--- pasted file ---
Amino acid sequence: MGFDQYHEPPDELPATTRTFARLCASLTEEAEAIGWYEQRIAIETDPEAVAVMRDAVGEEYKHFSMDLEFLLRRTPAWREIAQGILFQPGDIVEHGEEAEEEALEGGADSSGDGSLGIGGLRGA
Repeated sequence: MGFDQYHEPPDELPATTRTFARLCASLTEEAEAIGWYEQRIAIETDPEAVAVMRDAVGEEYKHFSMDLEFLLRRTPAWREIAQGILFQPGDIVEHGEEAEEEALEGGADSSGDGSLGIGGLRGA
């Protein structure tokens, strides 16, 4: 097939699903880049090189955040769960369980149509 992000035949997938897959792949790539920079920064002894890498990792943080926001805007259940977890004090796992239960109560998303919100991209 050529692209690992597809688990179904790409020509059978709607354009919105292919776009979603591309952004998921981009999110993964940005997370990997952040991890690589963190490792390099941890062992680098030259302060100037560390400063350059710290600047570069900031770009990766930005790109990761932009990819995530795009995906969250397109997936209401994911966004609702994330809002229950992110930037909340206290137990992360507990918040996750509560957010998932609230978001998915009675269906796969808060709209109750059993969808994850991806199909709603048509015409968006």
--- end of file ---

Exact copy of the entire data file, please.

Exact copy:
Amino acid sequence: MGFDQYHEPPDELPATTRTFARLCASLTEEAEAIGWYEQRIAIETDPEAVAVMRDAVGEEYKHFSMDLEFLLRRTPAWREIAQGILFQPGDIVEHGEEAEEEALEGGADSSGDGSLGIGGLRGA
Repeated sequence: MGFDQYHEPPDELPATTRTFARLCASLTEEAEAIGWYEQRIAIETDPEAVAVMRDAVGEEYKHFSMDLEFLLRRTPAWREIAQGILFQPGDIVEHGEEAEEEALEGGADSSGDGSLGIGGLRGA
């Protein structure tokens, strides 16, 4: 097939699903880049090189955040769960369980149509 992000035949997938897959792949790539920079920064002894890498990792943080926001805007259940977890004090796992239960109560998303919100991209 050529692209690992597809688990179904790409020509059978709607354009919105292919776009979603591309952004998921981009999110993964940005997370990997952040991890690589963190490792390099941890062992680098030259302060100037560390400063350059710290600047570069900031770009990766930005790109990761932009990819995530795009995906969250397109997936209401994911966004609702994330809002229950992110930037909340206290137990992360507990918040996750509560957010998932609230978001998915009675269906796969808060709209109750059993969808994850991806199909709603048509015409968006």